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Dr. Sanjay Gupta Admits He Was Wrong About Weed (Video)

Dr. Sanjay Gupta, CNN’s chief medical correspondent, has publicly apologized for his part in misleading the public about the negative effects of Cannabis. Gupta’s admission that he had not done the proper research before condemning the drug, creates a path for others to do the same.

As Cannabis legalization gains momentum, this sort of back-peddling may become the norm. Those who claimed Cannabis is harmful will have to either feign ignorance as Gupta has or simply fade from public thought. Their dated opinions holding no weight in the face of an informed public.

In his op-ed “Why I changed my mind on weed”, Gupta explains his initial opposition and subsequent change of heart:

Long before I began this project, I had steadily reviewed the scientific literature on medical marijuana from the United States and thought it was fairly unimpressive. Reading these papers five years ago, it was hard to make a case for medicinal marijuana. I even wrote about this in a TIME magazine article, back in 2009, titled “Why I would Vote No on Pot.

“Well, I am here to apologize. I mistakenly believed the Drug Enforcement Agency listed marijuana as a schedule 1 substance because of sound scientific proof. Surely, they must have quality reasoning as to why marijuana is in the category of the most dangerous drugs that have “no accepted medicinal use and a high potential for abuse.

“They didn’t have the science to support that claim, and I now know that when it comes to marijuana neither of those things are true. It doesn’t have a high potential for abuse, and there are very legitimate medical applications. In fact, sometimes marijuana is the only thing that works.

Claiming Marijuana Can Be Safer Than Narcotics — Dr. Sanjay Gupta on CNN

I Was Wrong About Weed — Dr. Sanjay Gupta on The Young Turks

They get in narcotics, on morphine, Oxycontin, Dilaudid. These types of medications don’t work, maybe at all, but certainly not after a few months. People can develop tolerance to them. And you come to find that marijuana in a percentage of patients, not only does it work better than these narcotics, it’s much safer. — Dr. Sanjay Gupta

Dr. Sanjay Gupta, CNN's chief medical correspondent, has publicly apologized for his part in misleading the public about the negative effects of Cannabis.

Weeds sanjay gupta

WEED 2: Cannabis Madness CNN Special Report by Dr Sanjay Gupta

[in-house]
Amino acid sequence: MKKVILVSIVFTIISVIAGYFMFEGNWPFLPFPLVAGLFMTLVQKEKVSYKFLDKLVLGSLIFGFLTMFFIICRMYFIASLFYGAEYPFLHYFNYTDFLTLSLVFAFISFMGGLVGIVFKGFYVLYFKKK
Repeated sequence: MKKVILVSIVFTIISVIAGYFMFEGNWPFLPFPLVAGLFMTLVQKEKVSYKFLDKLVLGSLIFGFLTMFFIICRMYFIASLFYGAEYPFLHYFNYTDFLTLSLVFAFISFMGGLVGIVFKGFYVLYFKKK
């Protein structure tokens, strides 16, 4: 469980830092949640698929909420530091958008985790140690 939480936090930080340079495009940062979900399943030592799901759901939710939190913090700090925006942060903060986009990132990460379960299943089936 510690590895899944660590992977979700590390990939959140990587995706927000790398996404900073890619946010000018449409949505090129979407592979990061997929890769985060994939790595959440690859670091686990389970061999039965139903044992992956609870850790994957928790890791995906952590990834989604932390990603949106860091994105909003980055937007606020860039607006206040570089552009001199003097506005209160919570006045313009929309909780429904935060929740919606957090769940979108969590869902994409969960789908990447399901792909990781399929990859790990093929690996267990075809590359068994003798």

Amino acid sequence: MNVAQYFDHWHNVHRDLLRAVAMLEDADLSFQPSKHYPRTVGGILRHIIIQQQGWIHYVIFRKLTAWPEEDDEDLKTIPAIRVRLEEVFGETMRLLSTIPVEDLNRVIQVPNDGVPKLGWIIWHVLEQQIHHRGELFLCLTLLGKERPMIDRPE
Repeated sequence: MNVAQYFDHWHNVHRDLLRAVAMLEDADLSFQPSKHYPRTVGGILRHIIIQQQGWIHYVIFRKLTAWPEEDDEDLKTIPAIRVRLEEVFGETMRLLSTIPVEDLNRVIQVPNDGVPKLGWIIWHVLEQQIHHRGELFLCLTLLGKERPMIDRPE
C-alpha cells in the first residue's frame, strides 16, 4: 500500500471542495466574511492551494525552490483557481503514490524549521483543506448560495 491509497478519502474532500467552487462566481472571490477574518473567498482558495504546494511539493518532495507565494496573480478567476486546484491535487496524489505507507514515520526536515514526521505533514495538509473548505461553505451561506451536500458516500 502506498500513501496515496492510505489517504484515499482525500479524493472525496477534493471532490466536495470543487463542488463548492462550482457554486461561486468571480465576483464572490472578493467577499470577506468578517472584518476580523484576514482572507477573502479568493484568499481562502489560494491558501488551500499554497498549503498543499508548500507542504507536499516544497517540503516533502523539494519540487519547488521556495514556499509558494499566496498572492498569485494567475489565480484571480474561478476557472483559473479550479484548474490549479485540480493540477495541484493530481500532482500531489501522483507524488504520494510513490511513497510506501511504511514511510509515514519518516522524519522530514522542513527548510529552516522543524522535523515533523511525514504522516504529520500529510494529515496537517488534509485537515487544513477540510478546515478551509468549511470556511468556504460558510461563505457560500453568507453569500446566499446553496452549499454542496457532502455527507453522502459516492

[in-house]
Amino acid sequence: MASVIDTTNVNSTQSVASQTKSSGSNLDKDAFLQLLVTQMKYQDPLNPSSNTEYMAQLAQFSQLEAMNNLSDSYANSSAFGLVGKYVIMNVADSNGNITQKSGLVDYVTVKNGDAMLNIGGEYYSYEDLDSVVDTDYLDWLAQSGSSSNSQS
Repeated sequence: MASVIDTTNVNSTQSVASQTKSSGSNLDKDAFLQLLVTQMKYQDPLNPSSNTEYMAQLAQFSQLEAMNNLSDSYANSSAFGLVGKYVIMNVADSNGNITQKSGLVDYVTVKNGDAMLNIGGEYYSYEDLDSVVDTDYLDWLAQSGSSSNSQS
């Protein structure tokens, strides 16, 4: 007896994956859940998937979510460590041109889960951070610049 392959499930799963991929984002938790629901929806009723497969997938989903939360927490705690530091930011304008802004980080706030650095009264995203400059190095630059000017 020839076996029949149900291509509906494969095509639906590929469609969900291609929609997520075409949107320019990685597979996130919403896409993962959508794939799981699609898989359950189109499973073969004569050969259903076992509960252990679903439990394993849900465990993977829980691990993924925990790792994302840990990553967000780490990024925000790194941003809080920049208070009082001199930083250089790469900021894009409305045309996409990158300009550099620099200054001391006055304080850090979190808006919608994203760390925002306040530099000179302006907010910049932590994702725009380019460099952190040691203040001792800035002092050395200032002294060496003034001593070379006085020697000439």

Cannabis Madness takes a look at U.S. federal laws that consider marijuana a drug with no medicinal value and serious scientists who say they’re wrong.

It is the politics of pot — the politicians vs. the patients as CNN’s award-winning chief medicine reporter & neurosurgeon, Dr. Sanjay Gupta puts medical marijuana under the microscope again to better understand the therapeutic uses of CBD, CBD Oil and cannabinoids.

CBD Oil comes from mar i juana’s non-psychoactive cannabis cousin, industrial HEMP. CBD is not psychoactive and is a natural constituent of hemp oil (all hemp products have CBD in them).

Dr. Sanjay Gupta calls marijuana a plant “that can work wonders” and presents the plight of families who are using the drug to help ailing children to make his larger case: that legal restrictions on the drug are keeping needy patients from potentially lifesaving medicine.

In 2014 the federal government began to give medical marijuana research a yellow light and first study of cannabis’ effects on epilepsy that was approved by the Food and Drug Administration to allow a handful of U.S. doctors to administer a drug called Epidiolex to young patients.

Epidiolex is an extract that has extremely low levels of THC — the substance in marijuana that gets users high — and high levels of a substance called cannabidiol, known as CBD.

Visit CBD Insiders a fast-growing community sharing their knowledge of the latest CBD Health, Research, Science & News as well as exclusive interviews and in-depth reporting on influential players in the CBD business.

“These statements have not been evaluated by the Food and Drug Administration. This product is not intended to diagnose, treat, cure, or prevent disease.”

Cannabis Madness takes a look at U.S. federal laws that consider marijuana a drug with no medicinal value and serious scientists who say they’re wrong. It is the politics of pot — the politicians vs… ]]>